Urban Gold Rush
‘Urban Gold Rush’ by Sandra Wilson is a research project comprising three exhibitions and supporting publications.
‘Urban Gold Rush’ is a research project comprising three exhibitions and supporting publications, in which Wilson foregrounds questions of cultural consumption and sustainability of precious metals in the field of jewellery, in the context of the UN Sustainable Development Goals.
Recycling electronic waste is a critical international issue with 90% of scrap, such as mobile phones, illegally traded or dumped annually. While e-waste contains hazardous substances, it is also a rich resource of precious metals; as little as 11% of these are being recovered (in some countries, such as India, this figure is as low as 1.5%).
Wilson is the first jeweller to use a hydro-metallurgy process to recover precious metals. She collaborated with Love Chemistry Laboratory, Edinburgh University (July 2017 to - date) a world-leading facility that has developed a new ligand that specifically targets gold, Wilson has gone through the recovery process, creating metals in liquid solution and solid state.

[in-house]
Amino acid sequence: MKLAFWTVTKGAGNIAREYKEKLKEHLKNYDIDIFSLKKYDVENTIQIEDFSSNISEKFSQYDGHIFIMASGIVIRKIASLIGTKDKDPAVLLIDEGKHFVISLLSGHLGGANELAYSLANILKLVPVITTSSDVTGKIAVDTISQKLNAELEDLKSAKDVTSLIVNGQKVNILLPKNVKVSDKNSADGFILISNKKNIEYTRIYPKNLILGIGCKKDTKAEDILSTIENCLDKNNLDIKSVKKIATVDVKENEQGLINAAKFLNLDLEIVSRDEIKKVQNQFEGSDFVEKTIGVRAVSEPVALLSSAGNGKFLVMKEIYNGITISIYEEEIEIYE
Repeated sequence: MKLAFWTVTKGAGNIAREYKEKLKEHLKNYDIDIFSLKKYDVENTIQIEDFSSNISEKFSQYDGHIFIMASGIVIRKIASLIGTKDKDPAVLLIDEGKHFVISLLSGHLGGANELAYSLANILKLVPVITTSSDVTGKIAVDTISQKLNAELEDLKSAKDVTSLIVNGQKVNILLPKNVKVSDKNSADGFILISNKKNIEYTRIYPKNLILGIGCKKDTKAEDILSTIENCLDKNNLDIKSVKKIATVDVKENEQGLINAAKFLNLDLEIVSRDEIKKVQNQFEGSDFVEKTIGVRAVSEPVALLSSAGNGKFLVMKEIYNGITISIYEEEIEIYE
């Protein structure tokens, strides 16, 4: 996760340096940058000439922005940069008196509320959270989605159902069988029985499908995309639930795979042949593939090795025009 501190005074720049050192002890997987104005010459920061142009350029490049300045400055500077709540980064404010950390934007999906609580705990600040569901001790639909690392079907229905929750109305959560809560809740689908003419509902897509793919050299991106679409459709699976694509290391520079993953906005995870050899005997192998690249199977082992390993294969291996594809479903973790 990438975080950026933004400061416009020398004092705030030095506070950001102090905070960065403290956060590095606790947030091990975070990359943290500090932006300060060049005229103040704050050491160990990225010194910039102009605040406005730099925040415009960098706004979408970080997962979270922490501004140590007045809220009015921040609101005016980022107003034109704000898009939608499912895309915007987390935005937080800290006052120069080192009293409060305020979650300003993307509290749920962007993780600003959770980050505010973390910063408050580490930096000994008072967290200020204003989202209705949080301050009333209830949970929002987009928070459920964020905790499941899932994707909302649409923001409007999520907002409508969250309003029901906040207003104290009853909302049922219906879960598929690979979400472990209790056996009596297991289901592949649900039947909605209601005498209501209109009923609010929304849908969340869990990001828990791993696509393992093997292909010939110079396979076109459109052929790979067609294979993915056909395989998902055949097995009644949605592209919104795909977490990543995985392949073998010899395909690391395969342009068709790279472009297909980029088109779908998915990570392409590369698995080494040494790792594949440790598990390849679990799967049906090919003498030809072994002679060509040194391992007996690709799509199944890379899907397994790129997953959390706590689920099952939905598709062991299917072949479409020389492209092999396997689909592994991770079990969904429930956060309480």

A comprehensive review of historic alchemists underpinned the research and Wilson created a technical diary to document and study the effects of different metal solutions on different types of silver: new surface finishes using electrochemical replacement plating and artefacts have been created to showcase the value of this novel methodology.
This work has been exhibited and presented at international events in Germany (2018), India (2019), USA (2019), and China (2020). It has received national press attention from The Times, The Financial Times, The People’s Friend (combined circulation of 2.5M), The Conversation, with over 70,000 reads in the first month, and US-based Metalsmith Magazine.
This work led to Wilson being CI on an EPSRC funded project (£398,820 (£32,439 to the University)) to develop a new sustainable metal supply chain that will particularly benefit female rural artisans in India, who are subject to exploitative middlemen and poor wages and conditions, while preserving their cultural heritage.